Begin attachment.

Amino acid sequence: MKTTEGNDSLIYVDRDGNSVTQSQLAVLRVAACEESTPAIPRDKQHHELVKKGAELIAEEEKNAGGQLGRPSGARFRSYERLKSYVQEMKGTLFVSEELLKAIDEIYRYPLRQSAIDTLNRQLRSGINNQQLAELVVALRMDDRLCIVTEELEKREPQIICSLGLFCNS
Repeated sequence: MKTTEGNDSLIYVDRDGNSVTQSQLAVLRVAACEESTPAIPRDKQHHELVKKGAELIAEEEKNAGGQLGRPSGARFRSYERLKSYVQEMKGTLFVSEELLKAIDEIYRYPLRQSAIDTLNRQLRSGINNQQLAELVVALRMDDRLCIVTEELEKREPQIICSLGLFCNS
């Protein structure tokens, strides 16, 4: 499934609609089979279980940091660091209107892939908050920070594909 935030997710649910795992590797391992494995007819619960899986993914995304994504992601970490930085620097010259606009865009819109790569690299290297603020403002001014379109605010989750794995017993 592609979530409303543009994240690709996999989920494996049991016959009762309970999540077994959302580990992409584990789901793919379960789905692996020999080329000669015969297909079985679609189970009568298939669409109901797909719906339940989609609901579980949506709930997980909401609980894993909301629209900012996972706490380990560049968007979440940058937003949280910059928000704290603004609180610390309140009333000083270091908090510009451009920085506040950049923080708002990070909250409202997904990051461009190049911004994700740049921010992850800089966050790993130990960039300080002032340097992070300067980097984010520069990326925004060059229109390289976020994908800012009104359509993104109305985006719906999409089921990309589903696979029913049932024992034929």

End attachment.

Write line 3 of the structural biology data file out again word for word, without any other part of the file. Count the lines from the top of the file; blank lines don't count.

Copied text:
């Protein structure tokens, strides 16, 4: 499934609609089979279980940091660091209107892939908050920070594909 935030997710649910795992590797391992494995007819619960899986993914995304994504992601970490930085620097010259606009865009819109790569690299290297603020403002001014379109605010989750794995017993 592609979530409303543009994240690709996999989920494996049991016959009762309970999540077994959302580990992409584990789901793919379960789905692996020999080329000669015969297909079985679609189970009568298939669409109901797909719906339940989609609901579980949506709930997980909401609980894993909301629209900012996972706490380990560049968007979440940058937003949280910059928000704290603004609180610390309140009333000083270091908090510009451009920085506040950049923080708002990070909250409202997904990051461009190049911004994700740049921010992850800089966050790993130990960039300080002032340097992070300067980097984010520069990326925004060059229109390289976020994908800012009104359509993104109305985006719906999409089921990309589903696979029913049932024992034929």